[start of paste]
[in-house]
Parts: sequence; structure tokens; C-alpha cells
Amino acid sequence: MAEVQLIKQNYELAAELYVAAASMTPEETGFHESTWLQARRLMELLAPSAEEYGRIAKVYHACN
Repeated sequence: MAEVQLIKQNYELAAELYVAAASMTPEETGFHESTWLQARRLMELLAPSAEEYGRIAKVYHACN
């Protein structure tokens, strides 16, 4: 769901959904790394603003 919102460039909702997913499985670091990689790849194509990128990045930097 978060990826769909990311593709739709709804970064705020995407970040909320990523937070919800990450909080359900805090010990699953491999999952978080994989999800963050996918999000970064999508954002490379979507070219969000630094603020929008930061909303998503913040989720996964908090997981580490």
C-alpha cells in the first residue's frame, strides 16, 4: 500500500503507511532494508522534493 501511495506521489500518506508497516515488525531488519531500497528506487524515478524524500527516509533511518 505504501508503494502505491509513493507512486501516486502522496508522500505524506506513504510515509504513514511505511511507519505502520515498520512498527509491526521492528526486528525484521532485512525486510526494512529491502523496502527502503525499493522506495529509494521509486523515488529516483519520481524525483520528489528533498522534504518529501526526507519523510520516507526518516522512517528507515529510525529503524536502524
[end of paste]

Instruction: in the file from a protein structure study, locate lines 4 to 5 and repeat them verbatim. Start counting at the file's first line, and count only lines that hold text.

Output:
Repeated sequence: MAEVQLIKQNYELAAELYVAAASMTPEETGFHESTWLQARRLMELLAPSAEEYGRIAKVYHACN
């Protein structure tokens, strides 16, 4: 769901959904790394603003 919102460039909702997913499985670091990689790849194509990128990045930097 978060990826769909990311593709739709709804970064705020995407970040909320990523937070919800990450909080359900805090010990699953491999999952978080994989999800963050996918999000970064999508954002490379979507070219969000630094603020929008930061909303998503913040989720996964908090997981580490």